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Proc Natl Acad Sci U S A. 1992 Sep 15;89(18):8586-90.

Adenosine decreases neurotransmitter release at central synapses.

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  • 1Salk Institute, La Jolla, CA 92037.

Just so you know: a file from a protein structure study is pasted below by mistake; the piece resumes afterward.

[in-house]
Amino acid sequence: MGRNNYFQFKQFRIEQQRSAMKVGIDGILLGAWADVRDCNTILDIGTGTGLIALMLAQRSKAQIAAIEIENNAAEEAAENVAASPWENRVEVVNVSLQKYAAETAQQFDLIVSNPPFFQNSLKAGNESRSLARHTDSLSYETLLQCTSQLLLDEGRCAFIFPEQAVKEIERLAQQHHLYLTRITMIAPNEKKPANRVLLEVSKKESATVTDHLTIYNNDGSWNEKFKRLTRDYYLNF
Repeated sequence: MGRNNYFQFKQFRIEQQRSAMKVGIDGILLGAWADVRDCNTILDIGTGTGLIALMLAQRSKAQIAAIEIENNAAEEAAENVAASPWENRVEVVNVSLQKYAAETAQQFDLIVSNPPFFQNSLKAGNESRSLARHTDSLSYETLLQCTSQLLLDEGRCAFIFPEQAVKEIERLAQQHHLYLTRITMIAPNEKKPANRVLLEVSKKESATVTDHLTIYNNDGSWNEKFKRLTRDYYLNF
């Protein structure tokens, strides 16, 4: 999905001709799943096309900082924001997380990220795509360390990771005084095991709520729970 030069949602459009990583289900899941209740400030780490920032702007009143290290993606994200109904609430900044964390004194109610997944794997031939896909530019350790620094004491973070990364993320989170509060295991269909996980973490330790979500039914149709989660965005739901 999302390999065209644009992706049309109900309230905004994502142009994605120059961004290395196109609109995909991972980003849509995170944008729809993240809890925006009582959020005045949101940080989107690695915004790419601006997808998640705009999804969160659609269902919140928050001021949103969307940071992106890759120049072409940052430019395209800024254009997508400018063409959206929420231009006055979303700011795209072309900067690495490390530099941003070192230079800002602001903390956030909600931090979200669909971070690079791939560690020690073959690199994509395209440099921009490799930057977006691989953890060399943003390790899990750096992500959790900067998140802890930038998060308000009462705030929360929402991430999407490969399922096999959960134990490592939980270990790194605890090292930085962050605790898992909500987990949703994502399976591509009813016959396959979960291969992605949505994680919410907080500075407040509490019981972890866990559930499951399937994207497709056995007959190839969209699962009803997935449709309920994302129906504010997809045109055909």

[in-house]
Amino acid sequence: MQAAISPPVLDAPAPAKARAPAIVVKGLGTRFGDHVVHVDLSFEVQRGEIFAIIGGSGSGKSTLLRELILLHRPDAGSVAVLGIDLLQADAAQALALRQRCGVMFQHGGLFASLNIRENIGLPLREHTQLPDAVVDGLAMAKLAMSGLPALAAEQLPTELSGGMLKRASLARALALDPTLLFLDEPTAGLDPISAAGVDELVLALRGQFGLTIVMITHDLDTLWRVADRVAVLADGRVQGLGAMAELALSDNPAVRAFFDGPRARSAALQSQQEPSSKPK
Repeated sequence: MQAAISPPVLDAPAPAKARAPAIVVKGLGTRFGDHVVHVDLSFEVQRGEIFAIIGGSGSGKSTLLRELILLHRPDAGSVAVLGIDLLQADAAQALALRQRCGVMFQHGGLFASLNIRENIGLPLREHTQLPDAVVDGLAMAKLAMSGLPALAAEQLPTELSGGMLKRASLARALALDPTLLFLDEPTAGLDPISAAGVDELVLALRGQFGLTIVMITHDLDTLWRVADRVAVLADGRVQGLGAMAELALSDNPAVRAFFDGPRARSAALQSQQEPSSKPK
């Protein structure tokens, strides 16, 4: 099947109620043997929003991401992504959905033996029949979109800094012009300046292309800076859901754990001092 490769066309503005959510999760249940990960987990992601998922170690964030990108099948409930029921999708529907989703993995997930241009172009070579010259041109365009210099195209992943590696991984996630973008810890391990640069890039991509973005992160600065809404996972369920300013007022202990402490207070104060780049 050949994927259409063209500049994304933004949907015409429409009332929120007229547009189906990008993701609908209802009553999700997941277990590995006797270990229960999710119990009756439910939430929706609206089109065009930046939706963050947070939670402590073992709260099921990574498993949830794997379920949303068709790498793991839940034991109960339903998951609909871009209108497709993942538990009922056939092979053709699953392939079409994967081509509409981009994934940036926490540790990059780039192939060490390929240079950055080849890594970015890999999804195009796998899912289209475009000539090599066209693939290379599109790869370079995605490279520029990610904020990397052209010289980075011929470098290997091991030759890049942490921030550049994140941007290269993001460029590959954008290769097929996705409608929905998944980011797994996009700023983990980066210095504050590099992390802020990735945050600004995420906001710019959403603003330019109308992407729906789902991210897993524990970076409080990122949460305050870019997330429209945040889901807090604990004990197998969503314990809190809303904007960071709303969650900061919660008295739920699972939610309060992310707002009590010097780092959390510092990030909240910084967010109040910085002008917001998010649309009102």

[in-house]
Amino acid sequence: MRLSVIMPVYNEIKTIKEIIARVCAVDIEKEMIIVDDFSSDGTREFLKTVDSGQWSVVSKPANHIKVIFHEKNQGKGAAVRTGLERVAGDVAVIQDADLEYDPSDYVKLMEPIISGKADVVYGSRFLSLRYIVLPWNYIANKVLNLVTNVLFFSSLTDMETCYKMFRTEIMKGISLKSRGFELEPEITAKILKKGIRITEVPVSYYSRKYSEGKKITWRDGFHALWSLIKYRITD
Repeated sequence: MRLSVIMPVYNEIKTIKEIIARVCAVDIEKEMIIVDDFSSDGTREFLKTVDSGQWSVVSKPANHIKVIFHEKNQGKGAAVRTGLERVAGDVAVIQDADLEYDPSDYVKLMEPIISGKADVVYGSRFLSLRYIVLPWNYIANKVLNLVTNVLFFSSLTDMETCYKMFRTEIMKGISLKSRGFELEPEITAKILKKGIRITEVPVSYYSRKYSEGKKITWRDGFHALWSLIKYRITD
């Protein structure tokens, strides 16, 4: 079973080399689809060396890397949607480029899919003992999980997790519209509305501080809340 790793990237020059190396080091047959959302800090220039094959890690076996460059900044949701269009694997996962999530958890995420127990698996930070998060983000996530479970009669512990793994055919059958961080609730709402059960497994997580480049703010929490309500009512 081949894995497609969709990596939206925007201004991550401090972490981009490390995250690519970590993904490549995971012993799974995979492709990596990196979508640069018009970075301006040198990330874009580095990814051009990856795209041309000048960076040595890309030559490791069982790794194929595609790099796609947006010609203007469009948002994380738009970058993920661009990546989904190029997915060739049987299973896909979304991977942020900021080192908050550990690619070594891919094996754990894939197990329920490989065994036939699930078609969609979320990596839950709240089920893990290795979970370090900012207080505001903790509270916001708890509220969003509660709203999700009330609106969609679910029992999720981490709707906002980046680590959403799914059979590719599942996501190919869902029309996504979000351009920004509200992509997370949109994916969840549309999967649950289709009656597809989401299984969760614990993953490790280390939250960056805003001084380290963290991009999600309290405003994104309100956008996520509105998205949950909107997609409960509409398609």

Adenosine, at concentrations ranging from 5 to 100 microM, decreases the efficacy of transmission at the perforant path synapses on dentate granule cells. We have used whole cell recording from these cells in slices to determine the mechanism of the reduced synaptic strength. We find that size of miniature excitatory postsynaptic currents (mepscs) is unaffected by adenosine at concentrations up to 100 microM, an observation that indicates adenosine's mode of action is not through a decreased postsynaptic sensitivity to neurotransmitter. A quantal analysis indicates, however, that the quantity of neurotransmitter released is sufficiently diminished by adenosine to account entirely for the adenosine-produced decrease in synaptic strength. Application of 3-isobutyl-1-methylxanthine (IBMX), a drug that antagonizes the effects of endogenous adenosine, produces an increase in synaptic strength. This observation suggests that the resting level of adenosine in our slices is appreciable, and an analysis of the adenosine dose-response relation is consistent with endogenous adenosine levels of about 10 microM. IBMX application produces only slight changes in the amplitude of mepscs, whereas a quantal analysis demonstrates that the drug significantly increases the amount of neurotransmitter released. Thus IBMX acts as an "anti-adenosine" in our experiments. In some experiments we have been able to record excitatory and inhibitory synaptic currents produced by the same perforant path stimulus. In these instances we find that inhibitory transmission is unaffected by concentrations of adenosine that produce a marked decrease in the strength of excitatory synapses.

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